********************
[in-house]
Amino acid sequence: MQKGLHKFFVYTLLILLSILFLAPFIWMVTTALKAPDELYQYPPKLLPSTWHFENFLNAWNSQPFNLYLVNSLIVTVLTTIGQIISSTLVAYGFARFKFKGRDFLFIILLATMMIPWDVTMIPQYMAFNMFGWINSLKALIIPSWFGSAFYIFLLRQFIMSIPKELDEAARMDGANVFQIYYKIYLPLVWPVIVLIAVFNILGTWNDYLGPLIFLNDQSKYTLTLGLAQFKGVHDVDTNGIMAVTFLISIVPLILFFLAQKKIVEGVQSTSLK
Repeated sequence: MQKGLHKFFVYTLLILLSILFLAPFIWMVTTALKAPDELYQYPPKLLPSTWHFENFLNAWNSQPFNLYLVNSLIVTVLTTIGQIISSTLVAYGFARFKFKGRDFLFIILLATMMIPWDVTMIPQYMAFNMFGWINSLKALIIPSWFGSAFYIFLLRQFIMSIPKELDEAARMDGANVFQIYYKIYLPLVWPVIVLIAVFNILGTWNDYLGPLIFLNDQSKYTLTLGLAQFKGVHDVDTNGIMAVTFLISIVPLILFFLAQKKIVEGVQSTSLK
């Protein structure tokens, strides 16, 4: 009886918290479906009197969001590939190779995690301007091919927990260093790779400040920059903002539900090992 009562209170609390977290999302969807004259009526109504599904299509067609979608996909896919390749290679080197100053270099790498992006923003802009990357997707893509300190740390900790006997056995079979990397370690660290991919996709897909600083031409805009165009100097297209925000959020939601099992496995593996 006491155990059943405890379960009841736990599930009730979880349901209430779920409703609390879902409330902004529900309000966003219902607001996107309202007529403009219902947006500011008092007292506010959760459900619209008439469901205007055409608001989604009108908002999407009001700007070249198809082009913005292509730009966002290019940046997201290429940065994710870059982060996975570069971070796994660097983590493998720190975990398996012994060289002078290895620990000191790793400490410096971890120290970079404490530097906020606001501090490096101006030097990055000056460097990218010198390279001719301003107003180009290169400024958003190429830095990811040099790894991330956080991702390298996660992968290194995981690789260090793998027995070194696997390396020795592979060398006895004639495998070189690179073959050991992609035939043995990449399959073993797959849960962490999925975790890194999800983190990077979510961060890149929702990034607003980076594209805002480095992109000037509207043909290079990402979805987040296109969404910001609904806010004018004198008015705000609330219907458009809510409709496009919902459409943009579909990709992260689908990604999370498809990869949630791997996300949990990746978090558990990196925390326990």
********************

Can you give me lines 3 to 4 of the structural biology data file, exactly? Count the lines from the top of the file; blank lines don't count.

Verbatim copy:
Repeated sequence: MQKGLHKFFVYTLLILLSILFLAPFIWMVTTALKAPDELYQYPPKLLPSTWHFENFLNAWNSQPFNLYLVNSLIVTVLTTIGQIISSTLVAYGFARFKFKGRDFLFIILLATMMIPWDVTMIPQYMAFNMFGWINSLKALIIPSWFGSAFYIFLLRQFIMSIPKELDEAARMDGANVFQIYYKIYLPLVWPVIVLIAVFNILGTWNDYLGPLIFLNDQSKYTLTLGLAQFKGVHDVDTNGIMAVTFLISIVPLILFFLAQKKIVEGVQSTSLK
């Protein structure tokens, strides 16, 4: 009886918290479906009197969001590939190779995690301007091919927990260093790779400040920059903002539900090992 009562209170609390977290999302969807004259009526109504599904299509067609979608996909896919390749290679080197100053270099790498992006923003802009990357997707893509300190740390900790006997056995079979990397370690660290991919996709897909600083031409805009165009100097297209925000959020939601099992496995593996 006491155990059943405890379960009841736990599930009730979880349901209430779920409703609390879902409330902004529900309000966003219902607001996107309202007529403009219902947006500011008092007292506010959760459900619209008439469901205007055409608001989604009108908002999407009001700007070249198809082009913005292509730009966002290019940046997201290429940065994710870059982060996975570069971070796994660097983590493998720190975990398996012994060289002078290895620990000191790793400490410096971890120290970079404490530097906020606001501090490096101006030097990055000056460097990218010198390279001719301003107003180009290169400024958003190429830095990811040099790894991330956080991702390298996660992968290194995981690789260090793998027995070194696997390396020795592979060398006895004639495998070189690179073959050991992609035939043995990449399959073993797959849960962490999925975790890194999800983190990077979510961060890149929702990034607003980076594209805002480095992109000037509207043909290079990402979805987040296109969404910001609904806010004018004198008015705000609330219907458009809510409709496009919902459409943009579909990709992260689908990604999370498809990869949630791997996300949990990746978090558990990196925390326990």